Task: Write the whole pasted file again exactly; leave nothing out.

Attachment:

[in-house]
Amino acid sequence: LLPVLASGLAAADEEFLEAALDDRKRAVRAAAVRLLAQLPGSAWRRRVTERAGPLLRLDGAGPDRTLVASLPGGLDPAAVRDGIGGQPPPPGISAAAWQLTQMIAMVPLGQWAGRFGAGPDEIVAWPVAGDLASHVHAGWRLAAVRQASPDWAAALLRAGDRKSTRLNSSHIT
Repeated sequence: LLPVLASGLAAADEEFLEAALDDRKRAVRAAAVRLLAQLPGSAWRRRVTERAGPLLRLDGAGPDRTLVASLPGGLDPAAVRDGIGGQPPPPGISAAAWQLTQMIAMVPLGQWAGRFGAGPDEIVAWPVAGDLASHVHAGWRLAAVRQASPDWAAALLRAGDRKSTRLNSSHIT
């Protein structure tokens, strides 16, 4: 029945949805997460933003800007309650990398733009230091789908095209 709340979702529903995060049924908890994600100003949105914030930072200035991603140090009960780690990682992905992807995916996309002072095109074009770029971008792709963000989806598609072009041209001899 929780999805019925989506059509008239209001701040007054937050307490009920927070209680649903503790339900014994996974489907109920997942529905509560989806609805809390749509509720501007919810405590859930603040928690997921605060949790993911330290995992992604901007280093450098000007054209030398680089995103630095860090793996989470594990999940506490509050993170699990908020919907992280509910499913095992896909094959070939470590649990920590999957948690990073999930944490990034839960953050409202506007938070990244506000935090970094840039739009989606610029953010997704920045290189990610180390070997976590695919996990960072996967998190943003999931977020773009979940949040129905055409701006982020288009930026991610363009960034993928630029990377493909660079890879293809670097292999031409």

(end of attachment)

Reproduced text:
[in-house]
Amino acid sequence: LLPVLASGLAAADEEFLEAALDDRKRAVRAAAVRLLAQLPGSAWRRRVTERAGPLLRLDGAGPDRTLVASLPGGLDPAAVRDGIGGQPPPPGISAAAWQLTQMIAMVPLGQWAGRFGAGPDEIVAWPVAGDLASHVHAGWRLAAVRQASPDWAAALLRAGDRKSTRLNSSHIT
Repeated sequence: LLPVLASGLAAADEEFLEAALDDRKRAVRAAAVRLLAQLPGSAWRRRVTERAGPLLRLDGAGPDRTLVASLPGGLDPAAVRDGIGGQPPPPGISAAAWQLTQMIAMVPLGQWAGRFGAGPDEIVAWPVAGDLASHVHAGWRLAAVRQASPDWAAALLRAGDRKSTRLNSSHIT
């Protein structure tokens, strides 16, 4: 029945949805997460933003800007309650990398733009230091789908095209 709340979702529903995060049924908890994600100003949105914030930072200035991603140090009960780690990682992905992807995916996309002072095109074009770029971008792709963000989806598609072009041209001899 929780999805019925989506059509008239209001701040007054937050307490009920927070209680649903503790339900014994996974489907109920997942529905509560989806609805809390749509509720501007919810405590859930603040928690997921605060949790993911330290995992992604901007280093450098000007054209030398680089995103630095860090793996989470594990999940506490509050993170699990908020919907992280509910499913095992896909094959070939470590649990920590999957948690990073999930944490990034839960953050409202506007938070990244506000935090970094840039739009989606610029953010997704920045290189990610180390070997976590695919996990960072996967998190943003999931977020773009979940949040129905055409701006982020288009930026991610363009960034993928630029990377493909660079890879293809670097292999031409």